Nope Im not planning on getting a set of reflectors, just wanted to know whether it can catch on fire by it-self.

Thanks All, for all your replies....

ouryL
05-15-2005, 01:57 PM
They tell not to be this because the foil in conjunction with oil or fat can catch fire more easily. Fats and oils that collect in the bottom of the bowl is less likely to vaporize and flame than it is if it is spread over a convoluted, multiple layered surface of the foil. :smack:

Ruby
05-15-2005, 04:05 PM
Anecdotally, I've used aluminum foil on my drip pans for years and have never had an incident of fire.

It would seem to me that if you didn't change the foil when the gunk started to collect, then you may ignite the gunk but that doesn't have anything to do with using foil.

I've also used foil in an oven under pans, over turkeys, and as a baking sheet for cookies and have never had an incident of failure of the aluminum.

sewalk
05-15-2005, 06:02 PM
That may be what "it will catch on fire" is intended to mean, since the effect is much the same.
Actually, the effect would be quite different. Burning aluminum would be much more hazardous than burning fat. Nonetheless, no household oven should ever be capable of generating enough heat to ignite aluminum.

danceswithcats
05-15-2005, 07:01 PM
FWIW, NIOSH states the following about Alumnium Metal: Melts @ 1220F, no flash or ignition point listed. It is a combustible solid, and finely divided dust is easily ignited. Incompatibilities and reactivities listed are: Strong oxidizers & acids, halogenated hydrocarbons.

picunurse
05-15-2005, 08:02 PM
Why line them anyway? I wash mine with the dishes every time I cook. I have to, my husband thinks the range is a counter top. I never know what odd brew is waiting for me, and burning peanut butter and plastic milk jug rings don't leave your kitchen smelling spring fresh. :rolleyes: If only I'd sent him to obedience school, like his mother suggested..

Karina82
02-21-2017, 03:25 AM
I just had a mini fire at home. Aluminium pans that are empty can catch on fire. They can catch on fire on open flames. Our was in the broiler. It catches on so quick. Be careful

Isilder
02-21-2017, 07:43 AM
I just had a mini fire at home. Aluminium pans that are empty can catch on fire. They can catch on fire on open flames. Our was in the broiler. It catches on so quick. Be careful

No. Aluminium pans that are purely aluminium will not be ignited by range tops, broilers, baking ovens, toasting ovens...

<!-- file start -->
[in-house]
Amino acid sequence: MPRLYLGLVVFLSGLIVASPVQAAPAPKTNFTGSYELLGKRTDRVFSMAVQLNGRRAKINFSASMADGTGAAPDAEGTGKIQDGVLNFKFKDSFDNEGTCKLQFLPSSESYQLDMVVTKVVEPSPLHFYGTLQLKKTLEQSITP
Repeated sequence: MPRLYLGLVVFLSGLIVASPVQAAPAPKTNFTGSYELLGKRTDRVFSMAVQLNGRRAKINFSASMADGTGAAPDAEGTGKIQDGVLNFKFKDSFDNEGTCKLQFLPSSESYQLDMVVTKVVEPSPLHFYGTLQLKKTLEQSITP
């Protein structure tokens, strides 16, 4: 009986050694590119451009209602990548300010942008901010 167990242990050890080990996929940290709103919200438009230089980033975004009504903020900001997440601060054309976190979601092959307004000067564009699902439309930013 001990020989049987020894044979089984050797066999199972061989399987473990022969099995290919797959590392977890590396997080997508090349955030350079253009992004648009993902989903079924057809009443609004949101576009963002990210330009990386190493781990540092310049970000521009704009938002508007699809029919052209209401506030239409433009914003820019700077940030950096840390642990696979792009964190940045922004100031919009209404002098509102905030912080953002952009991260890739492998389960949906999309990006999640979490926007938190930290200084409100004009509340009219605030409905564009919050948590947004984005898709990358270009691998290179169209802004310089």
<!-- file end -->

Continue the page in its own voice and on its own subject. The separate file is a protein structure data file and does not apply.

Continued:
What you may have burning is a plastic coated tray, or a cake tray made with foil and cardboard, or some other sort of composite (not pure aluminium ) material.

That said, aluminium in a glowing hot fire will decay slowly, so too the hottest range top or oven elements that are basically steel glowing red hot are going to decay the aluminium slowly.

Chronos
02-21-2017, 08:46 AM
Quoth danceswithcats of twelve years ago:

FWIW, NIOSH states the following about Alumnium Metal: Melts @ 1220F,...
Which is just about "red-hot" temperature, so it's quite plausible that aluminum in contact with a stove burner might melt. Which would probably make rather a mess.

california jobcase
02-21-2017, 10:14 PM
I kept aluminum foil on stove drip pans for years. It never caught fire. As others have mentioned, other gunk (fat, usually) will catch fire in drip pans if allowed to accumulate, but this will happen with or without covering the pans in foil. The reason I used the foil was to keep the pans from rusting out and getting ugly so fast. I never could find any on which the chrome finish was worth a hoot.

If you're form-fitting the foil to the pans and are making sure the foil can't touch the contacts of the element, you shouldn't have any problems.

TSBG
02-22-2017, 08:17 PM
I've thrown foil-wrapped potatoes in a charcoal fire and had the aluminum "burn through"--there were clear holes in it. I did not see signs of melted metal though. What happened? Or did I hallucinate?

Mr. Duality
02-22-2017, 08:53 PM
They stopped making warship superstructures from aluminum because it was learned the hard way that aluminum WILL BURN if hit by an exocet missile or the equivalent.

jsc1953
02-24-2017, 02:21 PM
Every year when I go camping, I find a wad of aluminum foil in our fire pit left by the previous occupant. So a lot of people are lazy slobs and seem to think that aluminum foil will burn.